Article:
For her part, Schneider said quite a few women endorsed her campaign, including Barbie Deutsch, who is the former president of the Democratic Women of Santa Barbara and who decided to publicly endorse Schneider the day Democratic Women announced they supported Carbajal. Schneider also noted just 19 percent of congressmembers are women. “That means something to people,” she said. Schneider pointed out her polling data — conducted by Lake Research Partners — showed her 8 percentage points ahead of Carbajal.
At the close of the latest reporting period last week, Carbajal had raised $1,038,906; Schneider had raised just $370,645. But Schneider said she has enough to get her message out. “I think right now this race is very competitive,” she said.
But Emily’s List — a political action committee with the sole mission of supporting Democratic pro-choice women — has yet to support Schneider. Many have expressed surprise that Emily’s List has yet to jump into the race given Schneider’s strong record on women rights. They do not endorse men. Emily’s List spokesperson Rachel Thomas said Emily’s List is committed to keeping the 24th Congressional District seat in the hands of a pro-choice Democratic woman. “ … We are excited about Helene’s candidacy,” Thomas said. “Helene has been an outstanding champion for women and families in California, and we have no doubt she would continue that work in Congress. We are looking at this race closely.”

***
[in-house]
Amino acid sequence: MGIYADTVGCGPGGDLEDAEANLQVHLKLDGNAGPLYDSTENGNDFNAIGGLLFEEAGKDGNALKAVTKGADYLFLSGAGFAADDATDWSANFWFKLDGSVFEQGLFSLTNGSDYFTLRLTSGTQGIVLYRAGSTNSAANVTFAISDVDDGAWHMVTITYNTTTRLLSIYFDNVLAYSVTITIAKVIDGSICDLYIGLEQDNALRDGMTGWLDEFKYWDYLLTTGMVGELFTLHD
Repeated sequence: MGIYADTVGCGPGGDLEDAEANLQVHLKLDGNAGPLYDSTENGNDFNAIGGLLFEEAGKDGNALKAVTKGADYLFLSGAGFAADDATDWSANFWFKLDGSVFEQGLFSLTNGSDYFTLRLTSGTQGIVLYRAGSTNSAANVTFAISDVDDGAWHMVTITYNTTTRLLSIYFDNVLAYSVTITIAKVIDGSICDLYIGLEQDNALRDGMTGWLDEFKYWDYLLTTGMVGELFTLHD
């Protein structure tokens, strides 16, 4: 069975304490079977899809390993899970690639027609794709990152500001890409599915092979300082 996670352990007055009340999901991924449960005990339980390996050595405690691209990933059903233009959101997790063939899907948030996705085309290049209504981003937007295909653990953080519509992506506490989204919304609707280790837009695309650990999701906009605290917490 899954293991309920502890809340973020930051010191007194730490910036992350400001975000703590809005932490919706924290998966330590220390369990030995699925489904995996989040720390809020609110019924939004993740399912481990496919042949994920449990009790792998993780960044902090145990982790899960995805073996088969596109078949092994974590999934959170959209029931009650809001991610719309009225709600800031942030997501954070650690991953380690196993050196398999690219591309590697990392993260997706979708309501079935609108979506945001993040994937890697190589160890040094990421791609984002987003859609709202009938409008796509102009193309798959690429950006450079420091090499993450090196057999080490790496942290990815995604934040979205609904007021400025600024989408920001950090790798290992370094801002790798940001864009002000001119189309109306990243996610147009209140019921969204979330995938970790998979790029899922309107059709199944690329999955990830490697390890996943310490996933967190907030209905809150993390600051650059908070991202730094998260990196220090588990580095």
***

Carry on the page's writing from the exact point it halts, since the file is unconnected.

Thus far, Emily’s List has endorsed eight women running for a House seat and six running for Senate. In 2014, Emily’s List endorsed 32 House candidates and six for Senate. Schneider has been in communications with Emily’s List, and she took exception to the idea it’s unusual they haven’t supported her. “It’s not even 2016 yet,” she said.
In practical terms, the Democratic Women of Santa Barbara endorsed now — more than seven months before the primary election in June — because the state party’s pre-endorsement process takes place in January. About 100 people are expected to vote in the process, but a list of exactly who will not be finalized until December 3.
Democratic Women of Santa Barbara will send 12 delegates, a number based on club membership size. (The position of the roughly 500 club members on Schneider and Carbajal as a whole is unclear.) Federal and state elected officials also appoint five to six people to vote in the pre-endorsement process. If one candidate secures 70 percent or more of the vote, he or she likely receives the endorsement.
Republicans Justin Fareed and Katcho Achadjian are also in the race for the 24th District. At the end of the October campaign finance reporting period, Fareed raised $432,062 total, with $374,266 cash on hand. Achadjian has raised a total of $258,537, with $208,106 cash on hand.